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Growing Chapter Membership – Part 2

By Serena Kamps, EAA Lifetime 1011028

May 2022 In this article series we will be looking at the best practices we see the most successful chapters consistently engaging in.

In Growing Chapter Membership – Part 1 published in last month’s ChapterGram, we covered the following points:

  1. Provide Targeted, Valuable Content
  2. Missionize Your Chapter
  3. Come up with a Plan and Goals
  4. Get Active and Promote

Let’s continue with the final three.

5. Continue the Conversation with Prospects
Whether it’s at a public event you’ve spent months planning and preparing for or at your chapter monthly gathering, you’ve successfully drawn in some new faces. Now what? Remember that first impressions are important! Make sure that to the very best of your ability everyone is greeted and welcomed with a smile. Having a designated chapter greeter is a wonderful idea. This person’s sole job is to make sure everyone who walks in the door is welcomed, provided with a nametag, and possibly connected to someone else in the chapter with similar interests. Be sure to collect contact info so you can let each person know about upcoming events.

After the event, consider following up with a thank-you note or email. This is a simple gesture that will make a huge impact. You can remind them how to join your chapter but if someone shows up a second or third time, consider signing them up for a free six-month trial EAA membership paired with a six month free chapter membership.

When considering first impressions, don’t forget their importance in everyday operations like responding to emails and phone calls either! There is nothing more frustrating to a potential new member than reaching out to your chapter multiple times via phone or email with no response whatsoever and few things will turn them off faster. Make sure your chapter information both on your website and the find-a-chapter webpage on the EAA website is correct. You want there to be as few barriers to someone attending a chapter gathering or event as possible. Consistently meeting in the same place at the same time each month will be helpful. Listing “TBD” for your meeting information does nothing to help a prospective new member find your chapter and attend a gathering. Even “contact president” is not the best solution as it creates an additional hurdle for a prospective member to cross in order to be present at your gathering.

6. New Member Onboarding
Once you have a new member, onboarding is an important process. Onboarding is defined as “the action or process of integrating a new employee into an organization or familiarizing a new customer or client with one's products or services.” This is where you’ll double check that the new member is on email lists for the newsletter, chapter updates, etc. so they can stay up-to-date on all chapter happenings. Another key part of onboarding is to get new members involved and taking ownership, even if it’s in a small area. Whether it’s bringing a dish to pass at the next meeting, or volunteering for set-up or clean-up at a chapter event, give your new members a way to engage.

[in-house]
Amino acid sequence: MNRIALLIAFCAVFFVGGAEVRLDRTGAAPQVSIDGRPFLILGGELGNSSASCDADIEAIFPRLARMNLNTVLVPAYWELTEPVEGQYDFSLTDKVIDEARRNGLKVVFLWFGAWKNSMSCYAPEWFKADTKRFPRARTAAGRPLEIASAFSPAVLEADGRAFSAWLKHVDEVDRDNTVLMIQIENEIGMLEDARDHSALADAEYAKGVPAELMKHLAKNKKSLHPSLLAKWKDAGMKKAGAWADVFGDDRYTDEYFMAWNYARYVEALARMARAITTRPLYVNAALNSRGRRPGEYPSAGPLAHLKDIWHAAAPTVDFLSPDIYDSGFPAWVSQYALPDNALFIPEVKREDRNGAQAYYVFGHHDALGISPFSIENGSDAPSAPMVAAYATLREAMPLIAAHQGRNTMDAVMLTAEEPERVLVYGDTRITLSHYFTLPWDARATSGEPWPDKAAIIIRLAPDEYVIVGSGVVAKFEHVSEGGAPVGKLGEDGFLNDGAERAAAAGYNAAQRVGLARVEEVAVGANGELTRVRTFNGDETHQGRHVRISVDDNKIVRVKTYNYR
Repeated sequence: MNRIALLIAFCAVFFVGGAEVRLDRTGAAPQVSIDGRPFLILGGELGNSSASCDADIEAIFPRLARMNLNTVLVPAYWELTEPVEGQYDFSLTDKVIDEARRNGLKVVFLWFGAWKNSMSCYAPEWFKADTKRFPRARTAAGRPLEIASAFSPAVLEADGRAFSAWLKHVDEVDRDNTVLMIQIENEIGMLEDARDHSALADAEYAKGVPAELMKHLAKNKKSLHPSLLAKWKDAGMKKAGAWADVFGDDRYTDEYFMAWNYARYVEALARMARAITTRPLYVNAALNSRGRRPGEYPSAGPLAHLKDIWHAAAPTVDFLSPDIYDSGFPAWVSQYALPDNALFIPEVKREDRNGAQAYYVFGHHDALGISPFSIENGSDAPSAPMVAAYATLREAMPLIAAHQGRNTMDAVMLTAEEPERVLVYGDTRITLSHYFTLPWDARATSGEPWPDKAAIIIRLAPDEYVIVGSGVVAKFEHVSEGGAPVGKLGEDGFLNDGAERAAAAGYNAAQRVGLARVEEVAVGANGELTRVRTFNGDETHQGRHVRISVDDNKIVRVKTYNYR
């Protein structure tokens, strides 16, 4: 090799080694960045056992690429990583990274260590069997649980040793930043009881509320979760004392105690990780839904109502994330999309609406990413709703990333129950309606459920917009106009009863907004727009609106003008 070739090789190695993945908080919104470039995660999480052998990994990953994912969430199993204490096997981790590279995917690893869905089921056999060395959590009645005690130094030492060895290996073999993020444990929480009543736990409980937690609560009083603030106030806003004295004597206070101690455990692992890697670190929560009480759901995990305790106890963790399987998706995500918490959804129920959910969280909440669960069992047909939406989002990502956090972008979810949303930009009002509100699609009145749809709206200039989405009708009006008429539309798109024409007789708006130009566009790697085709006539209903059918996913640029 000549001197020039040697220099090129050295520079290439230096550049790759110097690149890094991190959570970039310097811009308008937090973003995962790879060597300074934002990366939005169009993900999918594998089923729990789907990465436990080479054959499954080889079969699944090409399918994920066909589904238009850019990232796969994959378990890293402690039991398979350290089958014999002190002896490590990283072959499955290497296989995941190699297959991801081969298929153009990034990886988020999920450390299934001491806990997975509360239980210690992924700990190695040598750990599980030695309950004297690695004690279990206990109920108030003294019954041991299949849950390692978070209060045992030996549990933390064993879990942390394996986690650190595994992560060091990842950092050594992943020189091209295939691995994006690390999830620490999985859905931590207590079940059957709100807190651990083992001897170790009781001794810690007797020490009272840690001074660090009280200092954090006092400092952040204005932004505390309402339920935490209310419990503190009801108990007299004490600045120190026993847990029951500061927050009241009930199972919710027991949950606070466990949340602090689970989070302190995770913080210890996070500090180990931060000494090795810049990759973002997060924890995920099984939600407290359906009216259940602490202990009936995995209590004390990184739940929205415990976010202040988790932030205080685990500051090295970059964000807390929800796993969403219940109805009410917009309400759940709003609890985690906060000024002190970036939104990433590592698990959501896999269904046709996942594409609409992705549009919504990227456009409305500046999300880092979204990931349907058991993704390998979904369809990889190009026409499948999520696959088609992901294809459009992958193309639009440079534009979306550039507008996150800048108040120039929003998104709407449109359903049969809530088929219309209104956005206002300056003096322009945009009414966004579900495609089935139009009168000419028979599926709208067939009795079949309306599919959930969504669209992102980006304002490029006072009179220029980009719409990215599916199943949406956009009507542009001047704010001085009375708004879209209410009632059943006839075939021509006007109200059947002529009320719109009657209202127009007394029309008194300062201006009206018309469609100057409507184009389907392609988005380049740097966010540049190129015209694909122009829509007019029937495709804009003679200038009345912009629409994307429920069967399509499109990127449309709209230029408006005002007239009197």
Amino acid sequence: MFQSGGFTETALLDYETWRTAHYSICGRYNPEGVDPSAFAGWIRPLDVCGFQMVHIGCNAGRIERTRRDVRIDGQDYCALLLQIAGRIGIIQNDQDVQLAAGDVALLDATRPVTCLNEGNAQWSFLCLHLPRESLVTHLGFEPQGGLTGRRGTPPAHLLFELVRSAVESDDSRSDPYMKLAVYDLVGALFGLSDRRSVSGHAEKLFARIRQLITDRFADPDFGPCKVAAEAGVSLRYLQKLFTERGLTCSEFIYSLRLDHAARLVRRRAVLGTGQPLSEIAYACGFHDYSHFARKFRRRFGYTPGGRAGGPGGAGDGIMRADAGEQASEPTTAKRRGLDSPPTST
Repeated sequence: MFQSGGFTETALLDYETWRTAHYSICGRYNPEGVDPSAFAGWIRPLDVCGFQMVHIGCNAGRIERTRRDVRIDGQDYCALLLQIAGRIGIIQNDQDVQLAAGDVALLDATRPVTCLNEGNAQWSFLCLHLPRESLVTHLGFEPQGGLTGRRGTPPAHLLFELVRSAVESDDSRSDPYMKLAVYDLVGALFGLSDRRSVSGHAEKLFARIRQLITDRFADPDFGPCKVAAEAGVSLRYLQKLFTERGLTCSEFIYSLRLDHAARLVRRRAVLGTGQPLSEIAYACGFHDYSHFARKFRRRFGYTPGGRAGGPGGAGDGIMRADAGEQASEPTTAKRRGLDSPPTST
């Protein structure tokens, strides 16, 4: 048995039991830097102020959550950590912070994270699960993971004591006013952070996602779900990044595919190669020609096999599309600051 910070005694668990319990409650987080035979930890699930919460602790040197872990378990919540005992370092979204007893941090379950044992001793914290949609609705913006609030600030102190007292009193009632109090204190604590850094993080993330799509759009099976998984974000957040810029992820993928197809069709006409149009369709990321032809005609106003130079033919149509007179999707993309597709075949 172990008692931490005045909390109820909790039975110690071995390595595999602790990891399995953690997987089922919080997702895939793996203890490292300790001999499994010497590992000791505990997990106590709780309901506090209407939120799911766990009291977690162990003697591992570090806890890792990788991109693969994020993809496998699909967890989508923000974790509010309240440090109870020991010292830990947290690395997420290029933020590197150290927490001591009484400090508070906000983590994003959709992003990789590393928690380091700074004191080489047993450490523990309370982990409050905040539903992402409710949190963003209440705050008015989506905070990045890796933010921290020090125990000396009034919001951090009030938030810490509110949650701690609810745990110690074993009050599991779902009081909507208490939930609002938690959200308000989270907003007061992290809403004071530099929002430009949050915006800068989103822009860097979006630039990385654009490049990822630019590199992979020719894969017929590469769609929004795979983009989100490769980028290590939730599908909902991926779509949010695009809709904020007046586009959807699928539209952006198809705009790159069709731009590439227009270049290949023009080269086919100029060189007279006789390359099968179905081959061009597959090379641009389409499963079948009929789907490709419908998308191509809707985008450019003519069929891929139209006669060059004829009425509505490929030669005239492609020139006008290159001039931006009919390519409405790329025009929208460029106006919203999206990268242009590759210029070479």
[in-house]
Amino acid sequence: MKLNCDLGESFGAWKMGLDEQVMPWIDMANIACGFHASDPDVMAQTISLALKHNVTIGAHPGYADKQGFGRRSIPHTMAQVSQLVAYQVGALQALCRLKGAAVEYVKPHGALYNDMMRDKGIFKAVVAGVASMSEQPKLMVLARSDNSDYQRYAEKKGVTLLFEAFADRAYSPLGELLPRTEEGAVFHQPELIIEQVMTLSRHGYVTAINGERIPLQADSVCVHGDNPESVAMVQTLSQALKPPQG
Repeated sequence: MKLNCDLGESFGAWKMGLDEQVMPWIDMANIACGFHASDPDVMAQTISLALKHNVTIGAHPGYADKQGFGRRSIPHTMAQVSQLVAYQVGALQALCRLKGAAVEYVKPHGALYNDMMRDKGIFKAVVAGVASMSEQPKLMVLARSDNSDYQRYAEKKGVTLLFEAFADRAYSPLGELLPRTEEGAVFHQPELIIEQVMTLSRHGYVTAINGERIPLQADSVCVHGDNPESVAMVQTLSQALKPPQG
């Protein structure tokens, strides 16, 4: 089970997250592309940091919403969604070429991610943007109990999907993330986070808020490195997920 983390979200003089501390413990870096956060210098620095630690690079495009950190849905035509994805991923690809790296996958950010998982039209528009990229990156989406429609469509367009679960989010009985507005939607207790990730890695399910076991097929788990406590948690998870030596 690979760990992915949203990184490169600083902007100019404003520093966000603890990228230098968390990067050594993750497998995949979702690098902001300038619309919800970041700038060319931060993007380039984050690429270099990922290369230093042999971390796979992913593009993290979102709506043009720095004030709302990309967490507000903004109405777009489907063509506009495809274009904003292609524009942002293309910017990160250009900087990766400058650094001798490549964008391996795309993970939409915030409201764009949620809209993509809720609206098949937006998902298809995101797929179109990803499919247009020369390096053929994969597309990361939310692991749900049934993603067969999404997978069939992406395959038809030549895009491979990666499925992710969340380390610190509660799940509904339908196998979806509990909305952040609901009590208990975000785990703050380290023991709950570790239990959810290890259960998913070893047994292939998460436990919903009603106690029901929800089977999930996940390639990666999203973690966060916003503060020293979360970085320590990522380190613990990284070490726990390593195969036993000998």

7. Retain Your Members
Equally as important as recruiting new members is retaining your current members. Declining chapter membership is a sure sign that something is not right and a fix is needed but it’s not always easy to catch. Staying on top of this data is key. Keep track of your membership numbers year-to-year by leveraging the EAA Chapter Roster Management System. At a glance, you’ll be able to see how many current, expired, and new members you have. Reach out early to members that have not renewed and remind them of the benefits of being a chapter member. Consider offering multi-year membership discounts. For instance, if your chapter offers a $20 single-year membership, you might offer a three-year membership for $50.

Regularly evaluate the interests of your members through surveys and understand that these interests will change as the membership changes. Evaluate your meeting time and location. Is it convenient for the majority of your members? Be willing to change if needed. Plan chapter programs and activities that will provide year-round value to your membership. Getting to know your membership is critical. Sound like a lot? Remember that in a world that is crowded with activities and so many competing demands on time, you must do something to make your chapter stand out. What value does your chapter provide to its members? What sets it apart? This is the question that must always be top of mind.

Plans for membership recruitment and retention should be key parts of your chapter strategic plan. Set a goal and plan a way to achieve it. Remember, if your chapter isn’t growing, it’s dying. Always have a growth mindset and you’ll avoid the slippery slope of declining chapter membership. A strong and growing chapter membership is a huge part of having a strong chapter. Is your chapter struggling? Reach out to chapters@eaa.org and let us help!


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